In the five weeks since Virginia became the first state to launch a COVID-19 exposure app more than half a million people have downloaded it.
The app, called COVIDWISE, allows users to anonymously report if they’ve tested positive. That will alert other users who have been near them. According to the Virginia Department of Health, as of Monday the app has been downloaded 515,825 times.
Jeff Stover, an official with the Virginia Department of Health, says he and others are pleased with the numbers so far, but they’re still pushing for higher participation.
“The more people that download it the better off we all are,” Stover said in an interview Monday. “Every download is better than none.”
When it was launched more than a month ago, COVIDWISE was the first statewide app to use technology from Google and Apple that relies on Bluetooth technology to recognize contact with others, rather than GPS tracking. Officials insist users’ privacy is protected. Since then a handful of other states have also implemented the technology.
Since the app was released in Virginia only 150 people have logged a positive COVID result. Stover says that on average that’s meant between 100 and 130 exposure notifications each day.
“That’s allowing those people to make some decisions,” Stover explains. “They may (decide) they want to get tested, they may decide they want to talk to their primary care physician about whether they should get tested.”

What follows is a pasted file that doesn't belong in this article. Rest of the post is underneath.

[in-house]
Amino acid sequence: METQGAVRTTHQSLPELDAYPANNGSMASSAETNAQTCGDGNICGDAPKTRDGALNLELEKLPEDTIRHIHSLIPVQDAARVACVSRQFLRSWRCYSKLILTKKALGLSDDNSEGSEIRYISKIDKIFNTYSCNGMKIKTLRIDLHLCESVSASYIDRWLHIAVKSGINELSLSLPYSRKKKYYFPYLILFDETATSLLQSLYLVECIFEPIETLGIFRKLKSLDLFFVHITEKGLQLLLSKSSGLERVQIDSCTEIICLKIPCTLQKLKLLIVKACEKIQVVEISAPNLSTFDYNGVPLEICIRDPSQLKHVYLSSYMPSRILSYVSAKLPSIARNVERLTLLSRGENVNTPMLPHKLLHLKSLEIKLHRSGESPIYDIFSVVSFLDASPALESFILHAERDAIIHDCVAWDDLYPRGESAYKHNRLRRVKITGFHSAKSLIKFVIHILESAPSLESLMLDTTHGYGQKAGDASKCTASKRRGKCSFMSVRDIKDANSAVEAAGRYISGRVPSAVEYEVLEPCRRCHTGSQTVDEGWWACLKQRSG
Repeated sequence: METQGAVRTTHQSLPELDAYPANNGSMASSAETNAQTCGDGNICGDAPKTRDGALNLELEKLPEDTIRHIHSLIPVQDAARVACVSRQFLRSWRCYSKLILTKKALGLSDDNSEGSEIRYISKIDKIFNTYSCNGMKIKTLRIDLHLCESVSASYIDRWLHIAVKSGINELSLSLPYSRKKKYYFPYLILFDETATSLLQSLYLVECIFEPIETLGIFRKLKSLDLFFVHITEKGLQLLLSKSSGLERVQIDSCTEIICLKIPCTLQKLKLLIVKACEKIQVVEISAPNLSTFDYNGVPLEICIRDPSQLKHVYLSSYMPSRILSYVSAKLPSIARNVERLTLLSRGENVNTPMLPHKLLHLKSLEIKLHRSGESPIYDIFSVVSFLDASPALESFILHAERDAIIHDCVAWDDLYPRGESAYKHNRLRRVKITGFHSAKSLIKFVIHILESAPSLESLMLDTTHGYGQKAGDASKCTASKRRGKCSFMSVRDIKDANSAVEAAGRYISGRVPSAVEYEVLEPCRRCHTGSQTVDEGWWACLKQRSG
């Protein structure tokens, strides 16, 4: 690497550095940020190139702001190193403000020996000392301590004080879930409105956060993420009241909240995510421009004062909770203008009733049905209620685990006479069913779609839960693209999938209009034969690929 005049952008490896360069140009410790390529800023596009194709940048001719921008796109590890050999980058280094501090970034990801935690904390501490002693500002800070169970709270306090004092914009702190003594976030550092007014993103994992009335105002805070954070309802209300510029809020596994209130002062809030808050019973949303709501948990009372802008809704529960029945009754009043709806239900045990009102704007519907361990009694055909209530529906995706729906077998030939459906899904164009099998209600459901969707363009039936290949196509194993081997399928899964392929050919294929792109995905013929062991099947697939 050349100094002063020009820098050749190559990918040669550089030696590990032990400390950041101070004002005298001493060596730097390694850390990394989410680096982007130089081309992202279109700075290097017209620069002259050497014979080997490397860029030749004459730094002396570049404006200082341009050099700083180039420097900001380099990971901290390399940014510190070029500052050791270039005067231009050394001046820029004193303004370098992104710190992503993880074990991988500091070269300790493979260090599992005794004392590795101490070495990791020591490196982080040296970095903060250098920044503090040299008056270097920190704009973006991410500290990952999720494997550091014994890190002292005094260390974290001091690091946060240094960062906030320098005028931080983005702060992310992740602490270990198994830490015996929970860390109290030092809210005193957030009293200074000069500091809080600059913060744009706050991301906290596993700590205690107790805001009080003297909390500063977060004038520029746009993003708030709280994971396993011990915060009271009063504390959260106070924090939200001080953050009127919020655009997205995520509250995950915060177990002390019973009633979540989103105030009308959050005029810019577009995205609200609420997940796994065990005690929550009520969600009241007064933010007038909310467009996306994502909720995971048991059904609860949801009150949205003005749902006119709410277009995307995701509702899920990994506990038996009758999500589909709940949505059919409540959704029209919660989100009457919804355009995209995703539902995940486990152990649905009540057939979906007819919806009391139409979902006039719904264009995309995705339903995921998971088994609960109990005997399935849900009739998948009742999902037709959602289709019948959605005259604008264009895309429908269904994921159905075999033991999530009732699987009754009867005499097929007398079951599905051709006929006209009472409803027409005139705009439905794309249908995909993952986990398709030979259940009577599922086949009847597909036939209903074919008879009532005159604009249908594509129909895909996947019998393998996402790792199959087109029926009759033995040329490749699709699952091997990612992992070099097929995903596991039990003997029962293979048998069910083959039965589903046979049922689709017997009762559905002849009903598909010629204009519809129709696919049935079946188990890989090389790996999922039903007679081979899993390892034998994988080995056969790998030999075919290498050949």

Given the novelty of the technology there’s limited research on how effective it is. But one recent study, not yet peer-reviewed, shows that exposure notification apps can impact coronavirus infection, and death, rates with participation rates as low as 15-percent. The study modeled participation at that level in one part of Washington state and found it could lower infections by 8-percent and deaths by 6-percent. Those numbers rise the more people participate.
Virginia’s Department of Health estimates the current participation rate for Virginia smartphone users at about 12-percent.
“Every download is getting us closer to a place where the app becomes more and more effective the more people who are using it,” says Stover.
To boost those numbers, Virginia officials continue to focus their efforts on marketing. They’ve put ads on busses and in metro stations, ran social media pushes, and are currently working on PSA’s for television.